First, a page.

The government has asked Drax Power Station in North Yorkshire to work with National Grid to temporarily extend the life of its coal-generating assets until March 2023.
This is in response to increased pressure in European gas markets and fears over the security of electricity supply in the UK this winter.
Drax says it has now reached an agreement with National Grid which means its two coal-fired units will remain available to provide “emergency winter” service to the UK power system from October 2022 until the end of March 2023.
The units will not produce commercial output during the term of the agreement and will only operate if and when requested by National Grid.
Drax will receive a fee for the service and will be compensated for the costs incurred.
Will Gardiner, Drax Group CEO, said: “At the request of the UK government, Drax has agreed to delay the planned closure of its two coal-fired units and help boost UK energy security this winter.
“Drax has played a central role in ensuring Britain’s energy security for several decades and our staff are proud to provide this essential support to Britain’s energy system.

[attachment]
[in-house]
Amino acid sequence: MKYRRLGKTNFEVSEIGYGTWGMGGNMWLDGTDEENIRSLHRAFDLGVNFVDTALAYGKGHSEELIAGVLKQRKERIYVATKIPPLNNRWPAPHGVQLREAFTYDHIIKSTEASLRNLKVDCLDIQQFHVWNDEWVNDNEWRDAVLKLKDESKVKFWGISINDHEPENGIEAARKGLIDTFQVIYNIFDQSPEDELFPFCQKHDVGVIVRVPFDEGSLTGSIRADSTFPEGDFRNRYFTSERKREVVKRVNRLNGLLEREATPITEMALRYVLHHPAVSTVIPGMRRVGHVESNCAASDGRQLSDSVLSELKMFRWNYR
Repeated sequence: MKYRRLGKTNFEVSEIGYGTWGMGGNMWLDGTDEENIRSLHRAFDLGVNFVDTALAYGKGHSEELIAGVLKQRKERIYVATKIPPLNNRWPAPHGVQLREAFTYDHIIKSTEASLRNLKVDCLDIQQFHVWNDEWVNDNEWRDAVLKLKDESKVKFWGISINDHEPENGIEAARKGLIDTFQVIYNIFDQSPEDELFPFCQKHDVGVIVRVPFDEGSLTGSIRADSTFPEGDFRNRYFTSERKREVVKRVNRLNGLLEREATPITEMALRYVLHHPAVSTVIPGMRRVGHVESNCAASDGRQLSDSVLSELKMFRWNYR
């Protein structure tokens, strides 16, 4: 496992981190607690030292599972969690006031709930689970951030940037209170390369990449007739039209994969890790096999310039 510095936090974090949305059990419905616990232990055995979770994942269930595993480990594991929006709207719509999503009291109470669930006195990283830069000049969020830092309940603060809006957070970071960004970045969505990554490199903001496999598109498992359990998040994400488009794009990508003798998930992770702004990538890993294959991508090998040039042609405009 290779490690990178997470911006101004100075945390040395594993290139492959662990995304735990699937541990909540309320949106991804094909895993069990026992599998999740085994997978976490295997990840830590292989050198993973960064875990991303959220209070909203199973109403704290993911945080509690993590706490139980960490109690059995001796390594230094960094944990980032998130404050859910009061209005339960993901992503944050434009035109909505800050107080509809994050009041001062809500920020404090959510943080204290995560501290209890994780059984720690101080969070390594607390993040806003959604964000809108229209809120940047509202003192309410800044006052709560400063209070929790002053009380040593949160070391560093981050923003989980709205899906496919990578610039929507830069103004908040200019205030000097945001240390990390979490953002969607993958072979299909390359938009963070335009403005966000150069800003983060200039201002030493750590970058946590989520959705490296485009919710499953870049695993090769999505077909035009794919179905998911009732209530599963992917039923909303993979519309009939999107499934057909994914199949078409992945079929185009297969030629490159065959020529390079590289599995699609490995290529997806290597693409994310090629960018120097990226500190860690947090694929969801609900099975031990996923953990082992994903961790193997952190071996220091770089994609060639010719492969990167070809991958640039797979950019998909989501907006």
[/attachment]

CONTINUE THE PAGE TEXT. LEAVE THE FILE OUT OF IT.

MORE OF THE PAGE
“Drax is the UK’s largest renewable energy producer, producing enough reliable, renewable electricity for five million homes from our sustainable biomass and hydropower operations and we remain committed to delivering a zero future. coal.
“The UK’s long-term energy security depends on investing in innovative green technologies such as Bioenergy with Carbon Capture and Storage (BECCS), which provides reliable, renewable energy while continuously removing CO2of the atmosphere.
“Drax aims to invest billions of pounds in the development of BECCS in the UK by 2030, provided the UK government has policies in place to support the feasibility and supply of negative emissions technologies, which ‘he’s committed to developing this year.”
Drax ended commercial operations on its two remaining coal-fired generating units in March 2021, and official closure was scheduled for September 2022, following the Group’s compliance with the capacity market obligations on these units.
It says a limited six-month extension to March 2023 is not expected to result in a significant level of coal production.